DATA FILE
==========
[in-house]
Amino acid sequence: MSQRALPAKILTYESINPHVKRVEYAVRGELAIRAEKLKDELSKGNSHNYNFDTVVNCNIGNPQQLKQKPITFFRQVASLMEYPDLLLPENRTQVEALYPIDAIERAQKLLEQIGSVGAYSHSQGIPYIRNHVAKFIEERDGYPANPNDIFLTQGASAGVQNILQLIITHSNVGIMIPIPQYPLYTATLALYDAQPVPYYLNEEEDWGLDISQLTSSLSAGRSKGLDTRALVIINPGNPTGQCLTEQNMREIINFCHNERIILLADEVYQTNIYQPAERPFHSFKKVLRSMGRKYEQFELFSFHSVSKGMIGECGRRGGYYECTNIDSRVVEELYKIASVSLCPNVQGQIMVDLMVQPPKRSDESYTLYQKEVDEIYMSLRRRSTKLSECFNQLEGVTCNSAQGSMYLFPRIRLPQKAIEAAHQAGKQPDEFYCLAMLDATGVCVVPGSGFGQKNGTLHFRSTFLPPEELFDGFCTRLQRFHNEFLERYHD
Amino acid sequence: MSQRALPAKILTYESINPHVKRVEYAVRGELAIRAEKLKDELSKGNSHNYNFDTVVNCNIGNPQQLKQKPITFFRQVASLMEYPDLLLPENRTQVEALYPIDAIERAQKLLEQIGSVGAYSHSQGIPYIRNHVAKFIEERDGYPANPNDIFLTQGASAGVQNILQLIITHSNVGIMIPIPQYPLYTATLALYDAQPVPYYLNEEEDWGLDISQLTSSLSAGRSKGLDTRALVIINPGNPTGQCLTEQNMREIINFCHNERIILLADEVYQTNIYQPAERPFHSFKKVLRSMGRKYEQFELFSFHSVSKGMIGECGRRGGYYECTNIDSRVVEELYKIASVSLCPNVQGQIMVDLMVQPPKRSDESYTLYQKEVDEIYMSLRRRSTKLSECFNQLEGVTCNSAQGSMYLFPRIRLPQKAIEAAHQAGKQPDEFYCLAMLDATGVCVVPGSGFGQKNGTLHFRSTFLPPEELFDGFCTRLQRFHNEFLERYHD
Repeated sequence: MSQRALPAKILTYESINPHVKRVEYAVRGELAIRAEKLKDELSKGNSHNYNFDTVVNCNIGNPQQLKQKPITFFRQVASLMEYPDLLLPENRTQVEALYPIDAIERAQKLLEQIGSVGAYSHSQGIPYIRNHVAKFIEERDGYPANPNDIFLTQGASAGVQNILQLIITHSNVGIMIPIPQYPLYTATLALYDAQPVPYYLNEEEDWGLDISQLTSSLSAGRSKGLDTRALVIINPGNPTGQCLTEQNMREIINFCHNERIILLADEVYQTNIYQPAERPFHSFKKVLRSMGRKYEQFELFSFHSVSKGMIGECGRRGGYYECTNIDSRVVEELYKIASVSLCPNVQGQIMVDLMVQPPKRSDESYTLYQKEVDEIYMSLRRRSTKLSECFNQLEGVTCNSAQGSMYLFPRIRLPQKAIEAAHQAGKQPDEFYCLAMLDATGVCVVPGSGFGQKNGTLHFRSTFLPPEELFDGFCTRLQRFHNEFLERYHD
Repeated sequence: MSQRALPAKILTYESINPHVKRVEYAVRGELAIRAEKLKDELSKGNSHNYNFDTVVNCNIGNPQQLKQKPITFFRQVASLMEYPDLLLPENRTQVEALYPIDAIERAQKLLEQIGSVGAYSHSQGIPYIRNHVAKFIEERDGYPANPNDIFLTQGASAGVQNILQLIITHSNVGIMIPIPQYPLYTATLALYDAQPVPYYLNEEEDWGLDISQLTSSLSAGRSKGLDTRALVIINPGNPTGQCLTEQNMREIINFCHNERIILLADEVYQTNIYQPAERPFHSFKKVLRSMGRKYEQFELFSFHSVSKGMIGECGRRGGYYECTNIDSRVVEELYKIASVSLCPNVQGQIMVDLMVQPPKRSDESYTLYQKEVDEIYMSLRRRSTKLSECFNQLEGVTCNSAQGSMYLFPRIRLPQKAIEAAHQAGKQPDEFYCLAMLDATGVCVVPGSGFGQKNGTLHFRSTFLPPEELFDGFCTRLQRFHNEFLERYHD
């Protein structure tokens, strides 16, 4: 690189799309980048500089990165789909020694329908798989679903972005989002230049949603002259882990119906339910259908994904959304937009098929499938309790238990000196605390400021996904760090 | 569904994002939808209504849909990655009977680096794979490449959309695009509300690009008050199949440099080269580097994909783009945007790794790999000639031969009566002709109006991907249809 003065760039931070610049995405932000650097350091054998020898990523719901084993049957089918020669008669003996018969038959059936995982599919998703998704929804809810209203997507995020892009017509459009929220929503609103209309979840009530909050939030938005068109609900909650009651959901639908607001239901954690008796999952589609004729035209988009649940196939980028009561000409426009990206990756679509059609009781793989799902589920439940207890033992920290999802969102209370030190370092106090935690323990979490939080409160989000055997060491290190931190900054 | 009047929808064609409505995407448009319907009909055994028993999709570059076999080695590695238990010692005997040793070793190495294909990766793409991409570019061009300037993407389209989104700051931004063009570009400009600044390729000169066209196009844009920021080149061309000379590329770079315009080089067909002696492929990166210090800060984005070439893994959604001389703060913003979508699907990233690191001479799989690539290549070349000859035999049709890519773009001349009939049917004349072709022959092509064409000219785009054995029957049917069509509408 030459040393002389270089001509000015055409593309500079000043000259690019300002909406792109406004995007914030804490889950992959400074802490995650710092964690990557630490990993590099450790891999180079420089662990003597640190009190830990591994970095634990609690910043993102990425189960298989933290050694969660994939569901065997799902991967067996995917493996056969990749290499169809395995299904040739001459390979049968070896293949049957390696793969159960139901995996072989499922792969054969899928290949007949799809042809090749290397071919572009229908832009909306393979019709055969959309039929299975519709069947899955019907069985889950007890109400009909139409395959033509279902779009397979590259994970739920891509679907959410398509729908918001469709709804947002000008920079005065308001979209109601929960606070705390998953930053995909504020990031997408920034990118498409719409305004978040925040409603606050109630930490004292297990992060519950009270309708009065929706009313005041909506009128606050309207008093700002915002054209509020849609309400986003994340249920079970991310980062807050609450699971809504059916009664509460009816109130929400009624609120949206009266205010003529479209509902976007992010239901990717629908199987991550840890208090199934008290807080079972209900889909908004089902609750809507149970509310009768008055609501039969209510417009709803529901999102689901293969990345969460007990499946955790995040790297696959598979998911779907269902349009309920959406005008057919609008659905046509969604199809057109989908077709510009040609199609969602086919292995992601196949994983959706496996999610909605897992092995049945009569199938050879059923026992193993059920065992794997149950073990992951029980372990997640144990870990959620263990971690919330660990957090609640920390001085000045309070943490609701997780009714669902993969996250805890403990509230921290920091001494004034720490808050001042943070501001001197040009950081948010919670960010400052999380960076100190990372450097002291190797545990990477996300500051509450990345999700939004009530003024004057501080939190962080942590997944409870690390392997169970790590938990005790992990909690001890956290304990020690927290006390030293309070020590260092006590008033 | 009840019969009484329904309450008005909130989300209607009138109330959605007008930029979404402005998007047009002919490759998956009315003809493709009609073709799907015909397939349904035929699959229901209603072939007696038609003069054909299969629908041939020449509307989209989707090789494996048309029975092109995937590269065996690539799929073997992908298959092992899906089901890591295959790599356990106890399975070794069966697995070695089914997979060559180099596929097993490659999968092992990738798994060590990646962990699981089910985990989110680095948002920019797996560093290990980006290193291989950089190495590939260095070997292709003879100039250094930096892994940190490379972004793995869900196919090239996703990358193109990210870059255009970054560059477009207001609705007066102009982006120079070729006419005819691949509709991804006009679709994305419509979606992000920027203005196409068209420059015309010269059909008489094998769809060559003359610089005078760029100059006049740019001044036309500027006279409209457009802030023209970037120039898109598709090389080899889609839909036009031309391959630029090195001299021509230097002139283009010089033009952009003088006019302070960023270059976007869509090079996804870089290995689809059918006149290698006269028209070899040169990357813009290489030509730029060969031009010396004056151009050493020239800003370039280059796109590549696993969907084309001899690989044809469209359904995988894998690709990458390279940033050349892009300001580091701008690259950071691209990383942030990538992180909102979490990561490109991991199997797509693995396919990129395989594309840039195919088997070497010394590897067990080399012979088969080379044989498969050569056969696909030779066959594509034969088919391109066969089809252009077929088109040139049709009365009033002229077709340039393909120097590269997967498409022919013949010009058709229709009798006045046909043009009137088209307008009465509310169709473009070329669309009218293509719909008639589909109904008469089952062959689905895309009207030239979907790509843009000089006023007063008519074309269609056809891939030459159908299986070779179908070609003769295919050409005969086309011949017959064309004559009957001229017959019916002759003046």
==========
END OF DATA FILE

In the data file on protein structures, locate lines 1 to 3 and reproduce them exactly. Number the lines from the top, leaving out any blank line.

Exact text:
[in-house]
Amino acid sequence: MSQRALPAKILTYESINPHVKRVEYAVRGELAIRAEKLKDELSKGNSHNYNFDTVVNCNIGNPQQLKQKPITFFRQVASLMEYPDLLLPENRTQVEALYPIDAIERAQKLLEQIGSVGAYSHSQGIPYIRNHVAKFIEERDGYPANPNDIFLTQGASAGVQNILQLIITHSNVGIMIPIPQYPLYTATLALYDAQPVPYYLNEEEDWGLDISQLTSSLSAGRSKGLDTRALVIINPGNPTGQCLTEQNMREIINFCHNERIILLADEVYQTNIYQPAERPFHSFKKVLRSMGRKYEQFELFSFHSVSKGMIGECGRRGGYYECTNIDSRVVEELYKIASVSLCPNVQGQIMVDLMVQPPKRSDESYTLYQKEVDEIYMSLRRRSTKLSECFNQLEGVTCNSAQGSMYLFPRIRLPQKAIEAAHQAGKQPDEFYCLAMLDATGVCVVPGSGFGQKNGTLHFRSTFLPPEELFDGFCTRLQRFHNEFLERYHD
Amino acid sequence: MSQRALPAKILTYESINPHVKRVEYAVRGELAIRAEKLKDELSKGNSHNYNFDTVVNCNIGNPQQLKQKPITFFRQVASLMEYPDLLLPENRTQVEALYPIDAIERAQKLLEQIGSVGAYSHSQGIPYIRNHVAKFIEERDGYPANPNDIFLTQGASAGVQNILQLIITHSNVGIMIPIPQYPLYTATLALYDAQPVPYYLNEEEDWGLDISQLTSSLSAGRSKGLDTRALVIINPGNPTGQCLTEQNMREIINFCHNERIILLADEVYQTNIYQPAERPFHSFKKVLRSMGRKYEQFELFSFHSVSKGMIGECGRRGGYYECTNIDSRVVEELYKIASVSLCPNVQGQIMVDLMVQPPKRSDESYTLYQKEVDEIYMSLRRRSTKLSECFNQLEGVTCNSAQGSMYLFPRIRLPQKAIEAAHQAGKQPDEFYCLAMLDATGVCVVPGSGFGQKNGTLHFRSTFLPPEELFDGFCTRLQRFHNEFLERYHD